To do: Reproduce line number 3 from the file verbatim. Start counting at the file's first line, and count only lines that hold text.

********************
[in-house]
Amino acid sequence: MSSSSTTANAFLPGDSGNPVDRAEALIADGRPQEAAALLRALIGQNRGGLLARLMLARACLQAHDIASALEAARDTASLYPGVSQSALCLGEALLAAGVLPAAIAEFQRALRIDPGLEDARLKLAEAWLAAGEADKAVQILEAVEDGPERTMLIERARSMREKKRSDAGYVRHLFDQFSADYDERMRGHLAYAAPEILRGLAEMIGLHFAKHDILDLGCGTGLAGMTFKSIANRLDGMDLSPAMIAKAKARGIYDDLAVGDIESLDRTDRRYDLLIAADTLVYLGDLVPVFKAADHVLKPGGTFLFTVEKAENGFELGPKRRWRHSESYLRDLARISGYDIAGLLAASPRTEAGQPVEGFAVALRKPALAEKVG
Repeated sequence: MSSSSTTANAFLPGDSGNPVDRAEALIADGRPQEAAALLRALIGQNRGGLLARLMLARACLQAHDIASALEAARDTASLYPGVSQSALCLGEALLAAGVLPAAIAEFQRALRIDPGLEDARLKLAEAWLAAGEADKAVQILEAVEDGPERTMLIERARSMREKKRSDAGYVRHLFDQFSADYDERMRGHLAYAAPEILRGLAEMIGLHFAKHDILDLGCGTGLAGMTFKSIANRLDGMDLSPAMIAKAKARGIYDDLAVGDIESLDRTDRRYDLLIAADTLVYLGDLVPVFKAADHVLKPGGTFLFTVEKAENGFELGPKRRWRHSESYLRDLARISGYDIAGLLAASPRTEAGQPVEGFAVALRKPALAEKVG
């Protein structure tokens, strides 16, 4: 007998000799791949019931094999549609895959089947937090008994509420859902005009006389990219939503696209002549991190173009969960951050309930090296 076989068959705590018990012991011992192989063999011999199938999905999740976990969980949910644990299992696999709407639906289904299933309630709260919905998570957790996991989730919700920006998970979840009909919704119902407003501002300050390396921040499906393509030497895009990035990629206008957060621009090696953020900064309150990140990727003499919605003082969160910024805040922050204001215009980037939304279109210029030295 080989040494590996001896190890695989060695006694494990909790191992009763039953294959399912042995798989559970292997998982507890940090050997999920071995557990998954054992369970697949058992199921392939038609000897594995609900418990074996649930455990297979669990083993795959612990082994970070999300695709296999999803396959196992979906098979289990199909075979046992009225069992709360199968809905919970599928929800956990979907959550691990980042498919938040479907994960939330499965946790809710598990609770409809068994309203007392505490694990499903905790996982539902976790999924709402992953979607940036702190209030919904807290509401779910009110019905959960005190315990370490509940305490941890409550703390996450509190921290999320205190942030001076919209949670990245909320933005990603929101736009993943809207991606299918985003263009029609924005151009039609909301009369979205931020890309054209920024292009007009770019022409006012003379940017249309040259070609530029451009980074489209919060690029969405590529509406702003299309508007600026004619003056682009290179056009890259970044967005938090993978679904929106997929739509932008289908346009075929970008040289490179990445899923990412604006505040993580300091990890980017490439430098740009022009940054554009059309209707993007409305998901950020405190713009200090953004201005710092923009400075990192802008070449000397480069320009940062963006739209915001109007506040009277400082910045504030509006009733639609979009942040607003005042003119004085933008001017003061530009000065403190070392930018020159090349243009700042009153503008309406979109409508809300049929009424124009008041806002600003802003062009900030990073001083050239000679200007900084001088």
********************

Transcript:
Repeated sequence: MSSSSTTANAFLPGDSGNPVDRAEALIADGRPQEAAALLRALIGQNRGGLLARLMLARACLQAHDIASALEAARDTASLYPGVSQSALCLGEALLAAGVLPAAIAEFQRALRIDPGLEDARLKLAEAWLAAGEADKAVQILEAVEDGPERTMLIERARSMREKKRSDAGYVRHLFDQFSADYDERMRGHLAYAAPEILRGLAEMIGLHFAKHDILDLGCGTGLAGMTFKSIANRLDGMDLSPAMIAKAKARGIYDDLAVGDIESLDRTDRRYDLLIAADTLVYLGDLVPVFKAADHVLKPGGTFLFTVEKAENGFELGPKRRWRHSESYLRDLARISGYDIAGLLAASPRTEAGQPVEGFAVALRKPALAEKVG